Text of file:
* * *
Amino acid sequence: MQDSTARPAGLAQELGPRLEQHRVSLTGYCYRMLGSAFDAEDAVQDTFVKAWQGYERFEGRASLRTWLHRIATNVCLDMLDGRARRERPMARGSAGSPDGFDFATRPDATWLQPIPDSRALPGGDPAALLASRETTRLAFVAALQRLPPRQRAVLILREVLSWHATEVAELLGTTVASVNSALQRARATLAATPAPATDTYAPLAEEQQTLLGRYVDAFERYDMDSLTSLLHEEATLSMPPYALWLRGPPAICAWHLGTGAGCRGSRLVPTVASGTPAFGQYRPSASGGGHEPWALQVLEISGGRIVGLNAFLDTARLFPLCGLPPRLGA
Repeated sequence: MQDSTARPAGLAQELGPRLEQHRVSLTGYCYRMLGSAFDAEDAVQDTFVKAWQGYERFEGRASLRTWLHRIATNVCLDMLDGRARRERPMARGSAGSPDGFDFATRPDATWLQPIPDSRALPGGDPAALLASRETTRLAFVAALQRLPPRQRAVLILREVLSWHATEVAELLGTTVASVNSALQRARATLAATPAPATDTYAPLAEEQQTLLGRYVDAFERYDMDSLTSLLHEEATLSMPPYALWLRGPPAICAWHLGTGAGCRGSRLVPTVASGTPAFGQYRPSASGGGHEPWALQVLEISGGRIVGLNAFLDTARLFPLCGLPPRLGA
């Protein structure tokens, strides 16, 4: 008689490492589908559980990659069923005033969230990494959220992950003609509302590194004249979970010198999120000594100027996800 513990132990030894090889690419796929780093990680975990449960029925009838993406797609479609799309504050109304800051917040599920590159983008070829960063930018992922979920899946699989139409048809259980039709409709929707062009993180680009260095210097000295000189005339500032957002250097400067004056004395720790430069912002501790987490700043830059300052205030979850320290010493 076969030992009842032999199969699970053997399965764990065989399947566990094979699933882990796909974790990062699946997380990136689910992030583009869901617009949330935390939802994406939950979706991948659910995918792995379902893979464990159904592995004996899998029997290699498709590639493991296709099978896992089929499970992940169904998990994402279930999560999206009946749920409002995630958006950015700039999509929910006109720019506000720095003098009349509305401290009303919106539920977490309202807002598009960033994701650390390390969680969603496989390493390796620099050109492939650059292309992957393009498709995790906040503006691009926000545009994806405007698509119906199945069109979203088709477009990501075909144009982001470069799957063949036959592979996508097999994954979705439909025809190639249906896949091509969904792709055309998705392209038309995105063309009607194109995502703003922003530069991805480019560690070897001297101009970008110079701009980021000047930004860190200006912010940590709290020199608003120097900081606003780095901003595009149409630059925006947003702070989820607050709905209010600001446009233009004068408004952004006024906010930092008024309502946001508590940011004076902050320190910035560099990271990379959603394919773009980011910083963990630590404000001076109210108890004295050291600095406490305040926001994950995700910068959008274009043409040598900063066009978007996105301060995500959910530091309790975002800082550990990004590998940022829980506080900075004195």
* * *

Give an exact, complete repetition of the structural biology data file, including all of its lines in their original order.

Amino acid sequence: MQDSTARPAGLAQELGPRLEQHRVSLTGYCYRMLGSAFDAEDAVQDTFVKAWQGYERFEGRASLRTWLHRIATNVCLDMLDGRARRERPMARGSAGSPDGFDFATRPDATWLQPIPDSRALPGGDPAALLASRETTRLAFVAALQRLPPRQRAVLILREVLSWHATEVAELLGTTVASVNSALQRARATLAATPAPATDTYAPLAEEQQTLLGRYVDAFERYDMDSLTSLLHEEATLSMPPYALWLRGPPAICAWHLGTGAGCRGSRLVPTVASGTPAFGQYRPSASGGGHEPWALQVLEISGGRIVGLNAFLDTARLFPLCGLPPRLGA
Repeated sequence: MQDSTARPAGLAQELGPRLEQHRVSLTGYCYRMLGSAFDAEDAVQDTFVKAWQGYERFEGRASLRTWLHRIATNVCLDMLDGRARRERPMARGSAGSPDGFDFATRPDATWLQPIPDSRALPGGDPAALLASRETTRLAFVAALQRLPPRQRAVLILREVLSWHATEVAELLGTTVASVNSALQRARATLAATPAPATDTYAPLAEEQQTLLGRYVDAFERYDMDSLTSLLHEEATLSMPPYALWLRGPPAICAWHLGTGAGCRGSRLVPTVASGTPAFGQYRPSASGGGHEPWALQVLEISGGRIVGLNAFLDTARLFPLCGLPPRLGA
């Protein structure tokens, strides 16, 4: 008689490492589908559980990659069923005033969230990494959220992950003609509302590194004249979970010198999120000594100027996800 513990132990030894090889690419796929780093990680975990449960029925009838993406797609479609799309504050109304800051917040599920590159983008070829960063930018992922979920899946699989139409048809259980039709409709929707062009993180680009260095210097000295000189005339500032957002250097400067004056004395720790430069912002501790987490700043830059300052205030979850320290010493 076969030992009842032999199969699970053997399965764990065989399947566990094979699933882990796909974790990062699946997380990136689910992030583009869901617009949330935390939802994406939950979706991948659910995918792995379902893979464990159904592995004996899998029997290699498709590639493991296709099978896992089929499970992940169904998990994402279930999560999206009946749920409002995630958006950015700039999509929910006109720019506000720095003098009349509305401290009303919106539920977490309202807002598009960033994701650390390390969680969603496989390493390796620099050109492939650059292309992957393009498709995790906040503006691009926000545009994806405007698509119906199945069109979203088709477009990501075909144009982001470069799957063949036959592979996508097999994954979705439909025809190639249906896949091509969904792709055309998705392209038309995105063309009607194109995502703003922003530069991805480019560690070897001297101009970008110079701009980021000047930004860190200006912010940590709290020199608003120097900081606003780095901003595009149409630059925006947003702070989820607050709905209010600001446009233009004068408004952004006024906010930092008024309502946001508590940011004076902050320190910035560099990271990379959603394919773009980011910083963990630590404000001076109210108890004295050291600095406490305040926001994950995700910068959008274009043409040598900063066009978007996105301060995500959910530091309790975002800082550990990004590998940022829980506080900075004195």